Moreover, there is always some buzzword that is weaponized. Again: multiculturalism, various iterations of political correctness, wokeness, cancel culture, and likely others I am forgetting.

    I recall when “ebonics” was proof of the great scourage of liberal insanity back in the late 80s/early 90s.

    The concerns about Project Self Esteem, values clarification, or situational ethics also all come to mind.

    The Common Core has been used in a similar fashion.

    It is an endless game I don’t like to play (along with, and I think adjacent to all of this, my pet peeve: “kids these days!”).

    Now, if there is some concrete evidence that talking about wokeness is really damaging, say, our ability to govern or is really, truly helping to lead to the ascendency of white nationalism in the US, let’s talk.

    But, honestly, I think it is far more likely that persons who really don’t want to talk about complicated issues would rather just get bent out of shape about the outrage of the moment.

    5
  85. @Michael Reynolds:

    email, text and even phone – are leaning harder on triggering fear, and when I see that happen I unsubscribe.

    Yes–that has driven me crazy and is hardly an incentive, to me, to contribute.

    1
  86. BTW, I will add that yes, strategic communication matters. Politicians have to be aware of this. But I also think that, as someone pointed out above, IIRC, it isn’t like Biden (or most Dems, for that matter) are out there using the “faculty lounge” words (and, BTW, I really wish someone could tell me where that lounge is because I apparently don’t know where ours is).

    2
  87. Michael Reynolds says:

    @Steven L. Taylor:

    Moreover, there is always some buzzword that is weaponized.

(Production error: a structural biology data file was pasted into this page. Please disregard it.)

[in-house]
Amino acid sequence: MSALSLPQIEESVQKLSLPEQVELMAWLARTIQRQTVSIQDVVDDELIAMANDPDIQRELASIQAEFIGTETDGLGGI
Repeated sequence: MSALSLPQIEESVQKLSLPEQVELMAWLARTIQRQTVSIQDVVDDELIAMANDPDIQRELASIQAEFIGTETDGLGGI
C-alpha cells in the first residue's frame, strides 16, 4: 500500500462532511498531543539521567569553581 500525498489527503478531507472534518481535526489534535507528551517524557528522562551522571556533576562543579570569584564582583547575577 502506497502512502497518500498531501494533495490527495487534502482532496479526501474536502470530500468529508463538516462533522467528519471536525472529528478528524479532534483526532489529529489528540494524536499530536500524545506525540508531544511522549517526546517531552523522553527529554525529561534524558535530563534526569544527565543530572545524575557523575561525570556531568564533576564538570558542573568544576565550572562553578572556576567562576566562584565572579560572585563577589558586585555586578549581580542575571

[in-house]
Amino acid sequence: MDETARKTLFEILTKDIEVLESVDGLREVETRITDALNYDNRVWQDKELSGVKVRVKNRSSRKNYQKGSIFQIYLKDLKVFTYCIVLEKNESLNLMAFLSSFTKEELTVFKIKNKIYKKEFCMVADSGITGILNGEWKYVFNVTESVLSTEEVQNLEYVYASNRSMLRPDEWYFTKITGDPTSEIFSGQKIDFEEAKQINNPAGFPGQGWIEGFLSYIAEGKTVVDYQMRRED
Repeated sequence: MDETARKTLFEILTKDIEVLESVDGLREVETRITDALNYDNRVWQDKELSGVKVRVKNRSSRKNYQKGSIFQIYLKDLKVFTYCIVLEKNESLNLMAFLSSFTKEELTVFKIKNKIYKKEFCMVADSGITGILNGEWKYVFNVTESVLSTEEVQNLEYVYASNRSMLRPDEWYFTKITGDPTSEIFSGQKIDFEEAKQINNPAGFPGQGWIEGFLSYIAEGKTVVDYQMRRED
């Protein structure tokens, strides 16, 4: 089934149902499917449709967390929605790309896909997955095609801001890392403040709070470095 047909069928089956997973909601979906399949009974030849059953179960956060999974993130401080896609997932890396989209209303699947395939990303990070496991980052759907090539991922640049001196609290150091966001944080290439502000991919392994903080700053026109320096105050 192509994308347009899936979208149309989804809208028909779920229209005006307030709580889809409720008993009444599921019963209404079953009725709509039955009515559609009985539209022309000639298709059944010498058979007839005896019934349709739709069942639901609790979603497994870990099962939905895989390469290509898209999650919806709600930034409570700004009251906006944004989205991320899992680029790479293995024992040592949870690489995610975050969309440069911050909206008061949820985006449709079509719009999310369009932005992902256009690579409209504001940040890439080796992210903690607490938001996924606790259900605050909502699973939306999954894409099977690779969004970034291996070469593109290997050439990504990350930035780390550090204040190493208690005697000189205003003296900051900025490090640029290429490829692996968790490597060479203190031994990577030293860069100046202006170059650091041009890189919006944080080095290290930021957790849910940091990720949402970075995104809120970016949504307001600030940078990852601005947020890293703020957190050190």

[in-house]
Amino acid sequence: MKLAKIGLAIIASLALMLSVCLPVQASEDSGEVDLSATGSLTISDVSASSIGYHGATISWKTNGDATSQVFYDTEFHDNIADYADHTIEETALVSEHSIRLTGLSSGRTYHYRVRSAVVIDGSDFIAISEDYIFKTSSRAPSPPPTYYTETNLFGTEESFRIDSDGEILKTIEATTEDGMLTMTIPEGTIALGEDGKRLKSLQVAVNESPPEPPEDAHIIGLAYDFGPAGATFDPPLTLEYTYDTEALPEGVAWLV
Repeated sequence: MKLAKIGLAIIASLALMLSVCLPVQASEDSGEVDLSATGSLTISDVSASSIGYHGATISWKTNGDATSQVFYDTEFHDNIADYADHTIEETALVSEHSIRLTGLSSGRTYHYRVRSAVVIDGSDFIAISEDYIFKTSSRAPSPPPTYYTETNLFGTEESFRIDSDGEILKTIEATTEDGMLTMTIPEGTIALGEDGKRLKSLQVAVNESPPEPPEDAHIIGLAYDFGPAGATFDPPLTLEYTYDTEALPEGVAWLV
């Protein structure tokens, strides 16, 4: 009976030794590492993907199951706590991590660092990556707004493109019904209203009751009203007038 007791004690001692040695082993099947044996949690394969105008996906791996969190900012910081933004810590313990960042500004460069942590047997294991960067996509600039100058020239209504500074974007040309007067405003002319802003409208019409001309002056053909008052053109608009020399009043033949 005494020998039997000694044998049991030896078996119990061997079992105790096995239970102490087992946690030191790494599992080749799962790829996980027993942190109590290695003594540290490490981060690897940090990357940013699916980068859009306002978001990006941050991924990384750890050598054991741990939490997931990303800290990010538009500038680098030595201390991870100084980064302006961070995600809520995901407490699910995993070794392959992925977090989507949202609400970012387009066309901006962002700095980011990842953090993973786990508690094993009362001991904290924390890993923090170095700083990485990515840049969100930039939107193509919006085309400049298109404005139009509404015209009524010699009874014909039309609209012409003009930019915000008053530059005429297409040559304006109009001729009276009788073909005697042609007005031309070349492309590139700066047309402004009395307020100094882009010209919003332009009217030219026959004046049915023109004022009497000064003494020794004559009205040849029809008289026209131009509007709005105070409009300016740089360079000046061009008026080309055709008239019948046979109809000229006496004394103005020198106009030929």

The difference is that this is Blue on Blue. The Red team laps it all up and laughs. The super woke are not the shock troops facing the enemy, they’re the NKVD, safe in the rear, shooting anyone who questions the party line.

    3
  88. mattbernius says:

    But the fact is people on the Left who are upset by wokeness don’t talk about it publicly. You underestimate how effective the bullying is.

    I again feel like this has been the case with, to Steven’s point, “multiculturalism,” “political correctness,” and other past iterations.

    I think the two major differences are that a combination of recording devices and social media has changed the dynamic (i.e. public conversations are far more public than they used to be). And additionally that people who have historically not held much power to drive the conversation suddenly have the real power to do that (for example during political correctness, a lot of minority folks had to sit kinda quietly while their older white liberal colleagues would pontificate about the problems with the designation of “African Americans”).

    3
  89. HarvardLaw92 says:

    @Steven L. Taylor:

    The point being that you, and many others, are assuming that there is only downside for something you don’t like.

    I’d proffer that there is an equal tendency from the other side of that consideration, in that a whole lot of folks are assuming that there is only upside for something they do like.

    The broader point is that being myopic doesn’t win elections. If you can’t accomplish that, nothing else you want to do, and none of the reasons you want to do it, matter in the slightest, so maybe it’s worth doing the hard self-examination that Carville is calling for – even if the left doesn’t like what it finds.

    1
  90. @Michael Reynolds: While I am sure that some of this is, as you say, Blue on Blue, I take the broader critique to be the alleged damage that libs cause using words like latinx and woke. Certainly, that what Carville is addressing it with his “faculty lounge” business and his “speak Yiddish not Hebrew” business.

  91. Gavin says:

    I’d rather debate the list of governmental policies promoted by the people who are sufficiently woke.. and compare that to the list of policies supported by those who don’t meet the mark.

    Much less infuriating to have a debate over the appropriate zipcode adjustments for different benefits or the monthly funding level for SSI or the infrastructure needs for different counties etc etc..